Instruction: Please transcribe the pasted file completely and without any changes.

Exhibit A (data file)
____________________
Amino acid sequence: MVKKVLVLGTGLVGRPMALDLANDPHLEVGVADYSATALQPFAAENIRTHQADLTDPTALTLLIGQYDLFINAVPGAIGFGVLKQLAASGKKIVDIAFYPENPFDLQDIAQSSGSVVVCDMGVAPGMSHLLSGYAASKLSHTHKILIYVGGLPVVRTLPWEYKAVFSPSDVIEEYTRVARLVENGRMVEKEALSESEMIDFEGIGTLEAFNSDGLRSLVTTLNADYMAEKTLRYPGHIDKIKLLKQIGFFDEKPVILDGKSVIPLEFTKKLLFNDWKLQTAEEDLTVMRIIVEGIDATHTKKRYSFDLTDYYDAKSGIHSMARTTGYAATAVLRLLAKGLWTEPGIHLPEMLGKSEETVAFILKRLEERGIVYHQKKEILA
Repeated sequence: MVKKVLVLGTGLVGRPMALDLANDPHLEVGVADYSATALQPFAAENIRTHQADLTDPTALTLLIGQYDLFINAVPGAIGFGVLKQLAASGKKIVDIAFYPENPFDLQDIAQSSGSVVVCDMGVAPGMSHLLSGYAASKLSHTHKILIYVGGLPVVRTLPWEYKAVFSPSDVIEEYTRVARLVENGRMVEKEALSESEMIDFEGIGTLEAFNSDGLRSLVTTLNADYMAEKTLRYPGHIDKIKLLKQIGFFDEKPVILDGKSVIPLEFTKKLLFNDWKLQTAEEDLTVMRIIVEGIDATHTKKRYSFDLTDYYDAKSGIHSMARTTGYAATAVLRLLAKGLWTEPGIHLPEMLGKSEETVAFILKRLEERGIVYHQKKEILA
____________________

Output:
Amino acid sequence: MVKKVLVLGTGLVGRPMALDLANDPHLEVGVADYSATALQPFAAENIRTHQADLTDPTALTLLIGQYDLFINAVPGAIGFGVLKQLAASGKKIVDIAFYPENPFDLQDIAQSSGSVVVCDMGVAPGMSHLLSGYAASKLSHTHKILIYVGGLPVVRTLPWEYKAVFSPSDVIEEYTRVARLVENGRMVEKEALSESEMIDFEGIGTLEAFNSDGLRSLVTTLNADYMAEKTLRYPGHIDKIKLLKQIGFFDEKPVILDGKSVIPLEFTKKLLFNDWKLQTAEEDLTVMRIIVEGIDATHTKKRYSFDLTDYYDAKSGIHSMARTTGYAATAVLRLLAKGLWTEPGIHLPEMLGKSEETVAFILKRLEERGIVYHQKKEILA
Repeated sequence: MVKKVLVLGTGLVGRPMALDLANDPHLEVGVADYSATALQPFAAENIRTHQADLTDPTALTLLIGQYDLFINAVPGAIGFGVLKQLAASGKKIVDIAFYPENPFDLQDIAQSSGSVVVCDMGVAPGMSHLLSGYAASKLSHTHKILIYVGGLPVVRTLPWEYKAVFSPSDVIEEYTRVARLVENGRMVEKEALSESEMIDFEGIGTLEAFNSDGLRSLVTTLNADYMAEKTLRYPGHIDKIKLLKQIGFFDEKPVILDGKSVIPLEFTKKLLFNDWKLQTAEEDLTVMRIIVEGIDATHTKKRYSFDLTDYYDAKSGIHSMARTTGYAATAVLRLLAKGLWTEPGIHLPEMLGKSEETVAFILKRLEERGIVYHQKKEILA